|3.||Canon G1 X Mark II||optional||n||3.0 / 1040||tilting||Y||1/4000s||5.2/s||Y||Y|
|4.||Canon SL1||optical||n||3.0 / 1040||fixed||Y||1/4000s||4.9/s||Y||n|
|5.||Canon G1 X||optical||n||3.0 / 922||swivel||n||1/4000s||1.9/s||Y||Y|
|6.||Canon G15||optical||n||3.0 / 922||fixed||n||1/4000s||2.1/s||Y||Y|
|7.||Canon M||none||n||3.0 / 1040||fixed||Y||1/4000s||4.3/s||n||n|
|8.||Canon G12||optical||n||2.8 / 461||swivel||n||1/4000s||1.1/s||Y||Y|
|9.||Canon 7D||optical||Y||3.0 / 920||fixed||n||1/8000s||8.0/s||Y||n|
|10.||Fujifilm X30||2360||n||3.0 / 920||tilting||n||1/4000s||12.0/s||Y||Y|
|11.||Fujifilm X20||optical||n||2.8 / 460||fixed||n||1/4000s||12.0/s||Y||Y|
|12.||Nikon D7500||optical||Y||3.2 / 922||tilting||Y||1/8000s||8.0/s||Y||n|
|13.||Nikon D7100||optical||Y||3.2 / 1229||fixed||n||1/8000s||6.0/s||Y||n|
|14.||Nikon P7800||921||n||3.0 / 921||swivel||n||1/4000s||8.0/s||Y||Y|
|15.||Nikon D300S||optical||Y||3.0 / 920||fixed||n||1/8000s||7.0/s||Y||n|
|16.||Nikon D90||optical||Y||3.0 / 920||fixed||n||1/4000s||4.5/s||Y||n|
|17.||Panasonic LX7||optional||n||3.0 / 920||fixed||n||1/4000s||11.0/s||Y||Y|
|Notes: *) Information refers to the mechanical shutter, unless the camera only has an electronic one.|
One feature that is present on the D7000, but is missing on the G16 is a top-level LCD. While being, of course, smaller than the rear screen, the control panel conveys some of the essential shooting information and can be convenient for quick and easy settings verification.
The Canon G16 and the Nikon D7000 both have an intervalometer built-in. This enables the photographer to capture time lapse sequences, such as flower blooming, a sunset or moon rise, without purchasing an external camera trigger and related software.
Concerning the storage of imaging data, both the G16 and the D7000 write their files to SDXC cards. The D7000 features dual card slots, which can be very useful in case a memory card fails. In contrast, the G16 only has one slot. The G16 supports UHS-I cards (Ultra High Speed data transfer of up to 104 MB/s), while the D7000 cannot take advantage of Ultra High Speed SD cards.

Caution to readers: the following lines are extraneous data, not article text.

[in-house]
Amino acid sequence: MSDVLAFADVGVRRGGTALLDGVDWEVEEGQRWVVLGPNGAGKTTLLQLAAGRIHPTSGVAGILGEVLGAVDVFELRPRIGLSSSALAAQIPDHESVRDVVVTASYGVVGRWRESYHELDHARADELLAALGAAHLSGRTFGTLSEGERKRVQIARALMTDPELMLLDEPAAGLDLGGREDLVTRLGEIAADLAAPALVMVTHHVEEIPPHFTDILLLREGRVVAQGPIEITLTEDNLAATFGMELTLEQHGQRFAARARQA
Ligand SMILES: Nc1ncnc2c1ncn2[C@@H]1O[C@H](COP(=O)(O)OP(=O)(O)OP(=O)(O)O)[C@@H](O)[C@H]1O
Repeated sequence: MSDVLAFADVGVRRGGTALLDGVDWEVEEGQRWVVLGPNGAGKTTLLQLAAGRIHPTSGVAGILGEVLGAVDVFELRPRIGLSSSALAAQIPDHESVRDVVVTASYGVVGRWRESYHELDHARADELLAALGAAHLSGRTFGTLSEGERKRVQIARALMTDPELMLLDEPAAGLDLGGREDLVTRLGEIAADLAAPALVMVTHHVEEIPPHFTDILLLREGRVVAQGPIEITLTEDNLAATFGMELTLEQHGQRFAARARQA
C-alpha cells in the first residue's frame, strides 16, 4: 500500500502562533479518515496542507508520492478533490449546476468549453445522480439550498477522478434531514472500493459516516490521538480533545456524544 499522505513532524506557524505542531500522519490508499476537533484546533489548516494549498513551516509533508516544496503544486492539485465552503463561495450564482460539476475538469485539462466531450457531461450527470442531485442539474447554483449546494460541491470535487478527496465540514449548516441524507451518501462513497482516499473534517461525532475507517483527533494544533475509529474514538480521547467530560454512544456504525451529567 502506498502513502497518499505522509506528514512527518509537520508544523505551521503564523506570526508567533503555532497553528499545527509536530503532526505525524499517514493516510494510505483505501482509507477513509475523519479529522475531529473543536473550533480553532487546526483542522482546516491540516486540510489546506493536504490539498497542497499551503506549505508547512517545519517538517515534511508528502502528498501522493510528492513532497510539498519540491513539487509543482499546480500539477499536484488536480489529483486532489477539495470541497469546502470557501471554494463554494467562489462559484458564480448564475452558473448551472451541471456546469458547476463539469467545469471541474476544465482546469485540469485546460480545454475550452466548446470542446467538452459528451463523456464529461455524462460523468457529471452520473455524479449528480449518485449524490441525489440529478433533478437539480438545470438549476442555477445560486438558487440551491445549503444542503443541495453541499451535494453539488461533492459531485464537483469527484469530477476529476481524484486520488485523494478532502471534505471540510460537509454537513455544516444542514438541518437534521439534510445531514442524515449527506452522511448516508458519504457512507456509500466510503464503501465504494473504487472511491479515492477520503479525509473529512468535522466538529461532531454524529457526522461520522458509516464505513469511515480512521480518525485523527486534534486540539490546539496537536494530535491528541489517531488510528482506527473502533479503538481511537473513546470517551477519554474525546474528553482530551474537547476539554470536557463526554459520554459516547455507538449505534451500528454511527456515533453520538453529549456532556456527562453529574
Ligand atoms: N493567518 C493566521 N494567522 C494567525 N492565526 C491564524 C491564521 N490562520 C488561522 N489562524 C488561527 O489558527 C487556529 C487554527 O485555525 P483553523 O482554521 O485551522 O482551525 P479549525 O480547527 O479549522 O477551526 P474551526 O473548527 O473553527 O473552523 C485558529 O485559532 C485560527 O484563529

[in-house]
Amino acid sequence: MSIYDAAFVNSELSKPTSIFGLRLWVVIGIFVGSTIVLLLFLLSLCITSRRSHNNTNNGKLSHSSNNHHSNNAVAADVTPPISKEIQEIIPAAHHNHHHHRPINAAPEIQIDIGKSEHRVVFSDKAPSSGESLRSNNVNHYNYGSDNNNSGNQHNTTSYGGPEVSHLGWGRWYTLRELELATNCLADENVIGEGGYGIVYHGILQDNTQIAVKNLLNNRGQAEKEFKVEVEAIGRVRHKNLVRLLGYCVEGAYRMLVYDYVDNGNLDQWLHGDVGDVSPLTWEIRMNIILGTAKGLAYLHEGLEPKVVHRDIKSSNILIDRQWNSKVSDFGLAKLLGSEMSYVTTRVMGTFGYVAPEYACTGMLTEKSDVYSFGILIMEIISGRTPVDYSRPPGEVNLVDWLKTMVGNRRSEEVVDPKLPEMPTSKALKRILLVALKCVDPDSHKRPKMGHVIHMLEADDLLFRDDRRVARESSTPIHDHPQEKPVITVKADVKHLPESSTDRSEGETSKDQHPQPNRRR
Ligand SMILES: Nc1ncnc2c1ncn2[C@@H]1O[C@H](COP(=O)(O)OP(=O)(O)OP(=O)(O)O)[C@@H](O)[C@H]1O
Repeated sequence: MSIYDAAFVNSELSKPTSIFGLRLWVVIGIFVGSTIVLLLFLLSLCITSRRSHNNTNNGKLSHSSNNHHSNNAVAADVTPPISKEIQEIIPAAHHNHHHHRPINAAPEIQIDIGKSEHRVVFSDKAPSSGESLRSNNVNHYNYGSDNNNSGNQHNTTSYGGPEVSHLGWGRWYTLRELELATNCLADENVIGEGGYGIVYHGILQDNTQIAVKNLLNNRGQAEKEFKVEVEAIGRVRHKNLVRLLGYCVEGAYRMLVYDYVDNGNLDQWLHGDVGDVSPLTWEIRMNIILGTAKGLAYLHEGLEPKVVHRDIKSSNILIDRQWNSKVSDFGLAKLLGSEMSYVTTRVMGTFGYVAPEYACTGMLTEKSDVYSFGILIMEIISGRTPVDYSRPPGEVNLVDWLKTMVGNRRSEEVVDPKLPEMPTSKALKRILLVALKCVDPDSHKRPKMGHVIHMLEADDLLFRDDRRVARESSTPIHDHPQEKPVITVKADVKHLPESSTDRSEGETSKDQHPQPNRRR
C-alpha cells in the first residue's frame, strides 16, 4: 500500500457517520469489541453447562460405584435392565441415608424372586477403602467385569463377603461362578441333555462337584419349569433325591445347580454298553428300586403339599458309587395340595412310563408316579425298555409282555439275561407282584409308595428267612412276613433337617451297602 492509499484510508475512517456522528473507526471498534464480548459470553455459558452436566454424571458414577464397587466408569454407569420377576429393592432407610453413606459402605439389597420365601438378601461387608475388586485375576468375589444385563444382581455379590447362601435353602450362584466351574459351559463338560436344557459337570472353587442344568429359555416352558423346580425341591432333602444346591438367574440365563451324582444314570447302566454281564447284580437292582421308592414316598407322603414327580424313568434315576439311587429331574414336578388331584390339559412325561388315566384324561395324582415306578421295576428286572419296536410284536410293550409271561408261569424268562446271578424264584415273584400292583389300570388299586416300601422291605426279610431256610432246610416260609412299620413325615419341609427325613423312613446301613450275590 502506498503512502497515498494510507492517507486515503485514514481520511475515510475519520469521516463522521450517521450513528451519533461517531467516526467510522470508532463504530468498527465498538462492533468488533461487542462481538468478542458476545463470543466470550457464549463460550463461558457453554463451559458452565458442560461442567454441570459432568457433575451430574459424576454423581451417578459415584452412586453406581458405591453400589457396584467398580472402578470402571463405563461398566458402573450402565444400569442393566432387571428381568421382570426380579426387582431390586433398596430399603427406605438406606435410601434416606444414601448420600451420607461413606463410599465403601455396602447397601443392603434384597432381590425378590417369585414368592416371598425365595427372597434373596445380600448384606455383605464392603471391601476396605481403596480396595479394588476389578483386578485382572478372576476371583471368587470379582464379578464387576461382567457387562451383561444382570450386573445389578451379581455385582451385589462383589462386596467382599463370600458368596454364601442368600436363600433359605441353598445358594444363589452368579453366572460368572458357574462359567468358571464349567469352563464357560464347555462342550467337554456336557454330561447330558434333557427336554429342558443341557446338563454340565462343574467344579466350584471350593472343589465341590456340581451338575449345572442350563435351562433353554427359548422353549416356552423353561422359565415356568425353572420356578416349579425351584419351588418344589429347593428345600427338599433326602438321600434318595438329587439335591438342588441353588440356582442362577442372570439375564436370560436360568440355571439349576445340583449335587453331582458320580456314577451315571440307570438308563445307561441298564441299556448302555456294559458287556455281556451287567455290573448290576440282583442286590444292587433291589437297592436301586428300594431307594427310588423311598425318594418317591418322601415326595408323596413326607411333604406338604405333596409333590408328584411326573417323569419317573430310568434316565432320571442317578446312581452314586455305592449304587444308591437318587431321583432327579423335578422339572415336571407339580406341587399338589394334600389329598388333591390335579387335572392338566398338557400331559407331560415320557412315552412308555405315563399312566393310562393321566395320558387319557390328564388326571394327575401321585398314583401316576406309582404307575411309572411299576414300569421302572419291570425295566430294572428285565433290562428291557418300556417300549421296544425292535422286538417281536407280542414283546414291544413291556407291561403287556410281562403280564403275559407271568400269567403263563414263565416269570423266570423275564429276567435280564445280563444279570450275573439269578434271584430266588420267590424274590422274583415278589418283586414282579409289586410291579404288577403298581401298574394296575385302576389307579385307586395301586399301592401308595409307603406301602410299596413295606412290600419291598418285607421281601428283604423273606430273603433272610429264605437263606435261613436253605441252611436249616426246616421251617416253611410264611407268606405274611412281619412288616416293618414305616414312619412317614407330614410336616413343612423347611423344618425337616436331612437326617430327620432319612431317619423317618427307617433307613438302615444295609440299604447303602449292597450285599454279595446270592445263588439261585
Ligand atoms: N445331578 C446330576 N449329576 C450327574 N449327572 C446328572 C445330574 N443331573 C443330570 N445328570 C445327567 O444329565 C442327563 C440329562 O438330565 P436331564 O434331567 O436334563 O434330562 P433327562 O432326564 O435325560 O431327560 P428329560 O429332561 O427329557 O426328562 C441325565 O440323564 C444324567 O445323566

For some imaging applications, the extent to which a camera can communicate with its environment can be an important aspect in the camera decision process. The table below provides an overview of the connectivity of the Canon PowerShot G16 and Nikon D7000 and, in particular, the interfaces the cameras (and selected comparators) provide for accessory control and data transfer.
Mic / Speaker
|1.||Canon G16||Y||stereo / mono||-||-||mini||2.0||Y||-||-|
|2.||Nikon D7000||Y||mono / mono||Y||-||mini||2.0||-||-||-|
|3.||Canon G1 X Mark II||Y||stereo / mono||-||-||mini||2.0||Y||Y||-|
|4.||Canon SL1||Y||mono / mono||Y||-||mini||2.0||-||-||-|
|5.||Canon G1 X||Y||stereo / mono||-||-||mini||2.0||-||-||-|
|6.||Canon G15||Y||stereo / mono||-||-||mini||2.0||-||-||-|
|7.||Canon M||Y||stereo / mono||Y||-||mini||2.0||-||-||-|
|8.||Canon G12||Y||stereo / mono||-||-||mini||2.0||-||-||-|
|9.||Canon 7D||Y||mono / -||Y||-||mini||2.0||-||-||-|
|10.||Fujifilm X30||Y||stereo / mono||-||-||micro||2.0||Y||-||-|
|11.||Fujifilm X20||Y||stereo / mono||-||-||micro||2.0||-||-||-|
|12.||Nikon D7500||Y||stereo / mono||Y||Y||mini||2.0||Y||-||Y|
|13.||Nikon D7100||Y||stereo / mono||Y||Y||mini||2.0||-||-||-|
|14.||Nikon P7800||Y||stereo / mono||Y||-||mini||2.0||-||-||-|
|15.||Nikon D300S||Y||stereo / mono||Y||-||mini||2.0||-||-||-|
|16.||Nikon D90||Y||mono / mono||-||-||mini||2.0||-||-||-|
|17.||Panasonic LX7||Y||stereo / mono||-||-||mini||2.0||-||-||-|
It is notable that the G16 offers wifi support, while the D7000 does not. Wifi can be a very convenient means to transfer image data to an off-camera location.
Both the G16 and the D7000 have been discontinued, but can regularly be found used on ebay. The D7000 was replaced by the Nikon D7100, while the G16 does not have a direct successor. Further information on the two cameras (e.g. user guides, manuals), as well as related accessories, can be found on the official Canon and Nikon websites.
So how do things add up? Is there a clear favorite between the Canon G16 and the Nikon D7000? Which camera is better? Below is a summary of the relative strengths of each of the two contestants.
Reasons to prefer the Canon PowerShot G16:
- Better video: Provides higher movie framerates (1080/60p versus 1080/24p).